Bennett was himself a dancer who started out playing Baby John in "West Side Story" when he was only a teenager.  After two seasons as a dancer on "Hullabaloo" his opportunity to choreograph two Broadway shows came along.  Though they were not successful, he met Marvin Hamlisch, who eventually wrote the music for "A Chorus Line."  As his career grew, Bennett had longed to do a musical about dancers and the difficult and often humiliating road they have to travel to get professional work.  He invited a number of dancers to some late-night talk sessions where they opened up about their lives and careers.  Bennett recorded hours and hours of these talks and from those "A Chorus Line" was born.  It was a smash hit on Broadway and by the time it closed, was the longest-running musical in New York theater history.  Bennett went on to have another hit with "Dreamgirls," but died in 1987 from AIDS-related lymphoma at the age of 44.

It's clear why it took so long for the movie version of this musical to get made and why the movie failed.  This show requires the intimacy that a live audience brings.  It's just each character answering the questions from a voice coming out of a dark theatre, each telling his or her story.  No glitz, no glamour, just those characters talking to you out there in the audience.  It's brilliant theatre.

My only criticism of the show would be that there are so many references that meant something in 1975, but perhaps not to show-goers these days.  It pains me to say it, but I don't think modern audiences remember Gwen Verdon and Cyd Charisse anymore (icons in the history of dance and cinema).  I don't see that updating some of the references to dates and movie stars and dancers of the past would hurt the show and bring it up into the 21st century. (But if you do remember them and lament that the greats of the Golden Age of Hollywood have been forgotten, catch my blog post next Friday). 

That said, this is a classic show that still holds up today, because no matter what century we are in, the difficult life of a dancer remains the same.  Dancers must do things the body is not meant to do. 

Look at this - the winner of Australia's "So You Think You Can Dance."  Mind-blowing.





"A Chorus Line" captures what many of the dancers on "So You Think You Can Dance" and "Dance Moms" want.  A Broadway show.  Do they really know what they are getting into?  Do they have what it takes?  I guess it doesn't matter because they are doing it for the "love" of dance.

Rosy the Reviewer says...Even if you have seen the film, if this show comes to a theatre near you, it's a must see.
 
 
 

***DVDS***
You Might Have Missed
(And Some You Will Be Glad You Did)
 

A Promise (2013)
 
 
A story of repressed love in 1917 Germany. 
 
Herr Hoffmeister (Alan Rickman), a German steel tycoon, hires young Friedrich (Richard Madden, who you may recognize from "Game of Thrones") as his assistant and Friedrich soon becomes invaluable to him.  So much so, that when Herr Hoffmeister takes ill, he asks Friedrich to move into his mansion.  Lotte (Rebecca Hall) is Herr Hoffmeister's much younger wife and you know what that means. When Friedrich is sent to Mexico to start operations there, they promise to meet again, neither knowing how long that might be.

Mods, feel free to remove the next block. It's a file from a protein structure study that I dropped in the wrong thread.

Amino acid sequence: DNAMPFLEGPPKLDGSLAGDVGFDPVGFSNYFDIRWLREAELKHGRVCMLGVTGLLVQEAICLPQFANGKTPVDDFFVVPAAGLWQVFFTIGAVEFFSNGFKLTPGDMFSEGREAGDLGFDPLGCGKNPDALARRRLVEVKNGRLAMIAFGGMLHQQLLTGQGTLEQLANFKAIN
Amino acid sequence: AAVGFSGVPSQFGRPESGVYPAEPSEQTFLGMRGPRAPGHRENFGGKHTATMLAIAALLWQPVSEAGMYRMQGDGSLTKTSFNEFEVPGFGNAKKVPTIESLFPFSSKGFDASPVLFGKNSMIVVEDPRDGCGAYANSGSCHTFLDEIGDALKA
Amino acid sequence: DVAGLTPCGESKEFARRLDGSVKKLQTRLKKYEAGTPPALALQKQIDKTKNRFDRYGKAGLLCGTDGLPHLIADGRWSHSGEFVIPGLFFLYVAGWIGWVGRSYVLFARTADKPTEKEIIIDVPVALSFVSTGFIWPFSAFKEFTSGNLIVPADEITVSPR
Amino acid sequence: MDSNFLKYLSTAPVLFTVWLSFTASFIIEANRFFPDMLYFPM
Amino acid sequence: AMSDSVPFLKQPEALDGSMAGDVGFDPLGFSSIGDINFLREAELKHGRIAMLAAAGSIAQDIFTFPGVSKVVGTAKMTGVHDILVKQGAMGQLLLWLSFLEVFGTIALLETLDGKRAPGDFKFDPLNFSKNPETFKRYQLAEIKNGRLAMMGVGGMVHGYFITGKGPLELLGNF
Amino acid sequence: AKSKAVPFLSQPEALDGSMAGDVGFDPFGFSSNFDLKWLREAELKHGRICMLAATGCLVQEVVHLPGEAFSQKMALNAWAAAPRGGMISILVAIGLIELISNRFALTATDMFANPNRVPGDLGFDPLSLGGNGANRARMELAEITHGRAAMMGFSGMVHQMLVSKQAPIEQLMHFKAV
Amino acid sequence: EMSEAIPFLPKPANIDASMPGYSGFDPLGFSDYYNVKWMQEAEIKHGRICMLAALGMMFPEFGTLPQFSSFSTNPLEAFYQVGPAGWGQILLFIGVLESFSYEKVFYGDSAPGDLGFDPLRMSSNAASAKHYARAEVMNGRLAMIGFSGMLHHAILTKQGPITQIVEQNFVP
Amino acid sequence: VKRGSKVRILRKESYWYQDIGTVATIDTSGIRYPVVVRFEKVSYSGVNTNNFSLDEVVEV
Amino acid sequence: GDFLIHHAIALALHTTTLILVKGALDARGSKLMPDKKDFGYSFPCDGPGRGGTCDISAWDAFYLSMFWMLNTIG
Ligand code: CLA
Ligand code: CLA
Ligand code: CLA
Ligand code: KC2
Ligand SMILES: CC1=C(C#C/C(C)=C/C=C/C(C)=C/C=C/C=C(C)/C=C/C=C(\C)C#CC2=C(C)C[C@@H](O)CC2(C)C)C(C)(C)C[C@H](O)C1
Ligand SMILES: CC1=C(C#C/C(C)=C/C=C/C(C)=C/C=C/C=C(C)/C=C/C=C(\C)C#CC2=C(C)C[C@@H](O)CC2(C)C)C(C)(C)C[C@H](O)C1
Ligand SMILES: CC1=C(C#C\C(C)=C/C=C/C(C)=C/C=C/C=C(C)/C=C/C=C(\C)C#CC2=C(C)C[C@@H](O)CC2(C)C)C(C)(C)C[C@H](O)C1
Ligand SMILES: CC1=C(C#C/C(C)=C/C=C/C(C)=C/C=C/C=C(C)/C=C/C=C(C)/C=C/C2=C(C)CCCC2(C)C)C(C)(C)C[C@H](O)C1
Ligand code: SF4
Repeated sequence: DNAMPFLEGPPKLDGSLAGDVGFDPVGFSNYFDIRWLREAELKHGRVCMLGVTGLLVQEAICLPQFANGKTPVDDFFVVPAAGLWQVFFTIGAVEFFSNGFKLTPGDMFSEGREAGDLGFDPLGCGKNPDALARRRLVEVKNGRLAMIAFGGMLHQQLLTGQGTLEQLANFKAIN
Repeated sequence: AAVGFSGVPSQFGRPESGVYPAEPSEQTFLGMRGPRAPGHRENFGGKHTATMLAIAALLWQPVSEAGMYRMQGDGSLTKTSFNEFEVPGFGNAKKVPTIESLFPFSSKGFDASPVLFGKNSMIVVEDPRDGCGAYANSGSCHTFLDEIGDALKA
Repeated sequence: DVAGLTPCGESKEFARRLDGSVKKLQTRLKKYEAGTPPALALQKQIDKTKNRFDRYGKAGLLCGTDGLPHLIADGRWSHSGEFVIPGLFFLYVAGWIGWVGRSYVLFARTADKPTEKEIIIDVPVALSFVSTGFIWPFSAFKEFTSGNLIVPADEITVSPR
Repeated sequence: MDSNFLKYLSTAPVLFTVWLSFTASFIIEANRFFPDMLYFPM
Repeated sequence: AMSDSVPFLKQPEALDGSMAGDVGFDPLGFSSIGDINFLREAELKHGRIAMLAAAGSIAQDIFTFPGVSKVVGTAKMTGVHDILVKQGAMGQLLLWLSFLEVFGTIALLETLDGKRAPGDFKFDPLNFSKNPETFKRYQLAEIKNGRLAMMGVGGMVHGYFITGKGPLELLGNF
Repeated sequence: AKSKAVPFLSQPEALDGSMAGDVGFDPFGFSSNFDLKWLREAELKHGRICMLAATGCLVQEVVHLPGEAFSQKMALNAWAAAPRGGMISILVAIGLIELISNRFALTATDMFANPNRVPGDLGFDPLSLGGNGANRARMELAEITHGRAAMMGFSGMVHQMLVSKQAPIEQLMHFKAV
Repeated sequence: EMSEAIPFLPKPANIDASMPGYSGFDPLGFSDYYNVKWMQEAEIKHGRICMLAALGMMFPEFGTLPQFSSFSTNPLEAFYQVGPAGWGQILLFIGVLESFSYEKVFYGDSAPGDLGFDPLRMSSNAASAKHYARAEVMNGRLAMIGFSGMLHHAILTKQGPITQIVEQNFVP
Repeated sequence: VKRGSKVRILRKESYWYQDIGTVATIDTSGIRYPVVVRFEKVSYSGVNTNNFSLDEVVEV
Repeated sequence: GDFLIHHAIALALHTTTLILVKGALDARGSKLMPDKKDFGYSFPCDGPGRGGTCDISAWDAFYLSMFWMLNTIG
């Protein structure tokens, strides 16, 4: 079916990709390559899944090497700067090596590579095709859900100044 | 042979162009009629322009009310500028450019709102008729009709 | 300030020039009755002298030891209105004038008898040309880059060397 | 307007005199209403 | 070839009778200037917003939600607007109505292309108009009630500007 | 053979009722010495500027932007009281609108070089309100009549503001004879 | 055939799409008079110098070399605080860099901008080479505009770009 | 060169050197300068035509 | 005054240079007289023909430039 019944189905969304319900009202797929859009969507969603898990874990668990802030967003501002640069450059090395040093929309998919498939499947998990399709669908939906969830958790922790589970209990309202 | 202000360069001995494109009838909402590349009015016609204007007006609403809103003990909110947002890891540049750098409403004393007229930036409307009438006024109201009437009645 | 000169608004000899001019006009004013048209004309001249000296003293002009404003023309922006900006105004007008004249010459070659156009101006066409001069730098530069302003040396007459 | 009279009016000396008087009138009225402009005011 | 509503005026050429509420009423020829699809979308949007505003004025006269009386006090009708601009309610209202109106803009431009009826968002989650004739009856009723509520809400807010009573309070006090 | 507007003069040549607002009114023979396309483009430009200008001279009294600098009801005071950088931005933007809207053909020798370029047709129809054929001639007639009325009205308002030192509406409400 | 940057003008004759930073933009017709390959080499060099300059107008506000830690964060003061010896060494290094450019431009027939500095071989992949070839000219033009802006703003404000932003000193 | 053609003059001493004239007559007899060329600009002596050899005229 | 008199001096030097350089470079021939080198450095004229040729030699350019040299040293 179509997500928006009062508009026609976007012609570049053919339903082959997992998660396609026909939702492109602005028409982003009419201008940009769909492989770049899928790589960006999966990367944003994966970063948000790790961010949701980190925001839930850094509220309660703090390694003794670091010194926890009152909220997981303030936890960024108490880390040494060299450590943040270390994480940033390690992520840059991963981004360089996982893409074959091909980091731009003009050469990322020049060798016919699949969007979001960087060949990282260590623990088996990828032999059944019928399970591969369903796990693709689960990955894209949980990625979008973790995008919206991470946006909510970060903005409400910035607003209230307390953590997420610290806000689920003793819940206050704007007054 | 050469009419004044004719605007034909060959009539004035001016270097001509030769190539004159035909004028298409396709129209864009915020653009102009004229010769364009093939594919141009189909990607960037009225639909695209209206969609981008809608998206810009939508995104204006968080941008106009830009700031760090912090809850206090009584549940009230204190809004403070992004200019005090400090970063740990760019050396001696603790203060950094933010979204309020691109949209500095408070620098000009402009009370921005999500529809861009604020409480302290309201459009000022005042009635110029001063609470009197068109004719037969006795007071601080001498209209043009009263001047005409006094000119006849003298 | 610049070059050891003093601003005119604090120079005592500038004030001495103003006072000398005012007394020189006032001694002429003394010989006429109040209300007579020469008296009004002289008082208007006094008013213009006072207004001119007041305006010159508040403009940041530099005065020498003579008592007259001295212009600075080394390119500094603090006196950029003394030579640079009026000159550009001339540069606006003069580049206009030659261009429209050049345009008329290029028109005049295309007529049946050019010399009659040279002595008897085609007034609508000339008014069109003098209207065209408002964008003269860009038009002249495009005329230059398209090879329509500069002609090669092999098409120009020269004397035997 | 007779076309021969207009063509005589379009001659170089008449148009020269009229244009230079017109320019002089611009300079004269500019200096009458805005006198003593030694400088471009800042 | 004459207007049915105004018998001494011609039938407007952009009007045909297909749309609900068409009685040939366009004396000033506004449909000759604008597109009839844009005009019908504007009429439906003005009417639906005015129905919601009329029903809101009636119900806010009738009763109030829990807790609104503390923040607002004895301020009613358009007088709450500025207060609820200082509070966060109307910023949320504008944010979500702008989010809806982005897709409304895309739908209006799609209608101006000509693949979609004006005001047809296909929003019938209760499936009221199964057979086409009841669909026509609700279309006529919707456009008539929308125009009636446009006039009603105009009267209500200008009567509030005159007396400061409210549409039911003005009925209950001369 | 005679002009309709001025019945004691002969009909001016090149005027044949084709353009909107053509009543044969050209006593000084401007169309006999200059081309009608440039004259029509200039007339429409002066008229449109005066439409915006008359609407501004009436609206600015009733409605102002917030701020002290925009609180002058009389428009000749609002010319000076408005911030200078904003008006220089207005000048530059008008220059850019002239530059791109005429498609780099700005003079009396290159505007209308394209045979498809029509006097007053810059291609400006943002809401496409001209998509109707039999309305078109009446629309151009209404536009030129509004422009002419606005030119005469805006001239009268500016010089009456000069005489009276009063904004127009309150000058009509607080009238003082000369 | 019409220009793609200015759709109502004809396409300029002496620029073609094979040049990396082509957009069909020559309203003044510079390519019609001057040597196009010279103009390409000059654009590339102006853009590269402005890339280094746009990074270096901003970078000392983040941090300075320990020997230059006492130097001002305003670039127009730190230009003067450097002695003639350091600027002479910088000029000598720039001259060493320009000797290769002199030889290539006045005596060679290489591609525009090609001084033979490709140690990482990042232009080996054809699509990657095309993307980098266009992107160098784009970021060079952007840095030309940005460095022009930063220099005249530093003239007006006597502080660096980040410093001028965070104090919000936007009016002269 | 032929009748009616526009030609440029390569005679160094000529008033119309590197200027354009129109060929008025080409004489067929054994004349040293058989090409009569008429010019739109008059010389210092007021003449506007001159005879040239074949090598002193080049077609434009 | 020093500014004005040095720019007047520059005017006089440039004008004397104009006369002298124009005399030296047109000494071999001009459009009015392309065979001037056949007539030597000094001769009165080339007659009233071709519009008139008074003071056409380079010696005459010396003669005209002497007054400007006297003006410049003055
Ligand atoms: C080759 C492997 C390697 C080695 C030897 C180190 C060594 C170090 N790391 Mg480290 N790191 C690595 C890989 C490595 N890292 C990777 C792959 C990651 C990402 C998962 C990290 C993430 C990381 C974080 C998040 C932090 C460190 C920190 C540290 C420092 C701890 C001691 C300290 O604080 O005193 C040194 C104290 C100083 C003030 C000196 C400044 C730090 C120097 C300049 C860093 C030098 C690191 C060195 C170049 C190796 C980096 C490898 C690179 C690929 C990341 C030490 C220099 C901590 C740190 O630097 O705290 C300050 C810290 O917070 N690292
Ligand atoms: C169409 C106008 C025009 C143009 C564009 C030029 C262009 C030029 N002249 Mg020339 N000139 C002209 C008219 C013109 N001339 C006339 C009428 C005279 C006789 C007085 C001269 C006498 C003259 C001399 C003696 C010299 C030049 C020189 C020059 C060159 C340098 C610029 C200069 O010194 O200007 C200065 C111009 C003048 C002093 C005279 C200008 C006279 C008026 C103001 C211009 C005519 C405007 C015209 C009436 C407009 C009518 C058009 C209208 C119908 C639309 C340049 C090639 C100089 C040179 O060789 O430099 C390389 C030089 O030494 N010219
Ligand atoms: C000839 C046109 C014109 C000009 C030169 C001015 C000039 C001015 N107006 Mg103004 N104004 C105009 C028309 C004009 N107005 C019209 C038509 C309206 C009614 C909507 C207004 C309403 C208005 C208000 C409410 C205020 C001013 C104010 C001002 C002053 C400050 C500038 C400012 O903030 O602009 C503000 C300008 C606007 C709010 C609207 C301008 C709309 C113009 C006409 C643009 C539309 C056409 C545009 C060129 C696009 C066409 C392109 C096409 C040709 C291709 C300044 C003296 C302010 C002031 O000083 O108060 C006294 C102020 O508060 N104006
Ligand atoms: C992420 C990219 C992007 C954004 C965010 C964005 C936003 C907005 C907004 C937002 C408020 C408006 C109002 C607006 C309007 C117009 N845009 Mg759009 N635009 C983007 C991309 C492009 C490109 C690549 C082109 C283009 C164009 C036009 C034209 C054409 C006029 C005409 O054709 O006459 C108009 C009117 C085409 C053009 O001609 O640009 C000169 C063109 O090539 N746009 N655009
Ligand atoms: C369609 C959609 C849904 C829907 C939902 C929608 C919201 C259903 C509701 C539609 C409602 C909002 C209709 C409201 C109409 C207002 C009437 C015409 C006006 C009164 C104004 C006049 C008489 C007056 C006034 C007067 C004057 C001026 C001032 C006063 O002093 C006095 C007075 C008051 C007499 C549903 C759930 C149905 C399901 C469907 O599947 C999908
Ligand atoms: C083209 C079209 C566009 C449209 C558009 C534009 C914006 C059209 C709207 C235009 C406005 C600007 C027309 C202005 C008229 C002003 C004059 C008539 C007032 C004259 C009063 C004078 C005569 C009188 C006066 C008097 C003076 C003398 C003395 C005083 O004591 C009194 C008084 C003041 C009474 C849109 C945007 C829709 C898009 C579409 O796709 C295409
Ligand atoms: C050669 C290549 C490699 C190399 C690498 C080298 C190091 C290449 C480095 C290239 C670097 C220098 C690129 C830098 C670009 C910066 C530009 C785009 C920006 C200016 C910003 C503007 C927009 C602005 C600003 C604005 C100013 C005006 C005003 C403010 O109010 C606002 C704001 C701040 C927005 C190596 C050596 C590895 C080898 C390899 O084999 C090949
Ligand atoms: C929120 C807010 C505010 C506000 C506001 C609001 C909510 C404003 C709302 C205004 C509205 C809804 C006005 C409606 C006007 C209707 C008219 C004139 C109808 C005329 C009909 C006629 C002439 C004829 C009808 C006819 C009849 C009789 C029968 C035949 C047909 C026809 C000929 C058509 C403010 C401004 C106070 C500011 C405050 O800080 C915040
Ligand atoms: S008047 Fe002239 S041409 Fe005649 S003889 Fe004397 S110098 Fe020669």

This film is a journey of restrained sexuality, and it's a journey not everyone might want to take with these characters.  But the cinematography is gorgeous and the mood is sensuous.

This is the first English-language film for French director, Patrice Leconte ("Monsieur Hire," "Ridicule," "Man on a Train").

As you probably have noticed from past reviews, I am a huge Rebecca Hall fan, and now I am also a huge fan of the nape of her neck which plays a huge role here as Friedrich moons over Lotte.  He also acts out in other creepy ways, such as sniffing the piano keys after Lotte has played the piano.  Rickman is always fun to watch, but Madden is a bit stiff, though a handsome suitor for Lotte's affections.

There is a slow mo sensuality about this film that will get to you (for good or ill), and there is a "promise" of a big finish. If you can hang on, you will get it.

Rosy the Reviewer says...I can't promise you will like this film (most of the critics did not).  I did, but maybe that's because now that I am retired, I like things that are in slow mo.



The Double (2013)
 
 
A timid, insecure, nebishy clerk in a unenviable job in a Kafka-esque world gets a shock when a new co-worker arrives who is not only his exact physical double but also everything he isn't- loud, confident and charismatic.
 
Simon James (Jesse Eisenberg) lives in a drab, nightmarish world that could be the past (his ill-fitting suit looks like what David Byrne wore when he was with the Talking Heads and the technology in the office is retro) or the future (post-apocalyptic?).  He is so unmemorable his boss (Wallace Shawn) doesn't remember his name and the security guard at the company where he works never recognizes him.  But those are small things until his "double" appears, James Simon, and everyone loves James. No one seems to notice that they both look exactly alike. When James starts taking over Simon's life, Simon fights to reclaim his identity.